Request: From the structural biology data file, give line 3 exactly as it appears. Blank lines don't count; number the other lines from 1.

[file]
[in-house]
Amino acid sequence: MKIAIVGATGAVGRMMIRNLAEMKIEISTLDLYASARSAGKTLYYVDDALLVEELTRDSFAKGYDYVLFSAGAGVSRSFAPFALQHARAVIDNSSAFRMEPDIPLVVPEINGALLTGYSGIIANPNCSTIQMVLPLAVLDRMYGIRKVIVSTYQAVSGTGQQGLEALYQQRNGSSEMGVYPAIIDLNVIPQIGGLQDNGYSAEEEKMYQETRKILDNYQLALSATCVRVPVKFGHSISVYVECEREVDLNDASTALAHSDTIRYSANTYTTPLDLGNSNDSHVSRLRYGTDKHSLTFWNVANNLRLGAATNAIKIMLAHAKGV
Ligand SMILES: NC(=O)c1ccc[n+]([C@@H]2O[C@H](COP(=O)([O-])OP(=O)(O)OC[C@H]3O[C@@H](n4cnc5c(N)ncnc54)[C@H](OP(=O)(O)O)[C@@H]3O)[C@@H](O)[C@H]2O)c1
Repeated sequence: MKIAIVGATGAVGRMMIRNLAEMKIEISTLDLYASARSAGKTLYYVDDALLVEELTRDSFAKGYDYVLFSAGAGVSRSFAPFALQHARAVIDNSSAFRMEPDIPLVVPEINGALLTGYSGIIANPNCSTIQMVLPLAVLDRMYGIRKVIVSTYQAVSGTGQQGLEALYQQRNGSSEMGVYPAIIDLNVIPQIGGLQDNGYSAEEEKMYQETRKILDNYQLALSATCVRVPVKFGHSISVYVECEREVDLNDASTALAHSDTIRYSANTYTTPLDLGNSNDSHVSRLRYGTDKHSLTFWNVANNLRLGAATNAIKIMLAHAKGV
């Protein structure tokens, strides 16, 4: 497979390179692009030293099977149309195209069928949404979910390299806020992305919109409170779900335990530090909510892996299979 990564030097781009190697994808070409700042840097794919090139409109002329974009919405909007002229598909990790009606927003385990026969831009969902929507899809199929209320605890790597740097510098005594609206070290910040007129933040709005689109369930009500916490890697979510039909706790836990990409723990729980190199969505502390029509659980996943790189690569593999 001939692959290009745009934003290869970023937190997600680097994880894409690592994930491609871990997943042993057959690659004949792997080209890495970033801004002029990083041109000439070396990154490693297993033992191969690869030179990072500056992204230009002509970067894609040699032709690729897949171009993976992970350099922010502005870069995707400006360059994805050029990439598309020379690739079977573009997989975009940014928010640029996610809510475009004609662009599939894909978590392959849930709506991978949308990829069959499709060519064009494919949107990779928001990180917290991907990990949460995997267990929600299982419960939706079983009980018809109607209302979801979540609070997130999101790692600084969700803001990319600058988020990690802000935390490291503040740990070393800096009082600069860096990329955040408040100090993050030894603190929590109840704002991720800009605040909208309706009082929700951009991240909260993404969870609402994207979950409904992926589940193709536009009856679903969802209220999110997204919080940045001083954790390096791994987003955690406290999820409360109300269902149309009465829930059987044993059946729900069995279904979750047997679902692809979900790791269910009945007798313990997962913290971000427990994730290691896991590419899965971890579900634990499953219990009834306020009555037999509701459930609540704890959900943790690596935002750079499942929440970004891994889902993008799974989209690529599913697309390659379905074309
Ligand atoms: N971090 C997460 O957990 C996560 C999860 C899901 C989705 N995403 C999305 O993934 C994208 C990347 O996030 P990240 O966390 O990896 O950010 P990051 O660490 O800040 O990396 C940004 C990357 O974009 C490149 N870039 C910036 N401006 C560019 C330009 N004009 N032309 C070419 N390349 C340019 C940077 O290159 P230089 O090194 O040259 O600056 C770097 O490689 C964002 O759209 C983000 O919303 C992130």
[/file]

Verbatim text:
Ligand SMILES: NC(=O)c1ccc[n+]([C@@H]2O[C@H](COP(=O)([O-])OP(=O)(O)OC[C@H]3O[C@@H](n4cnc5c(N)ncnc54)[C@H](OP(=O)(O)O)[C@@H]3O)[C@@H](O)[C@H]2O)c1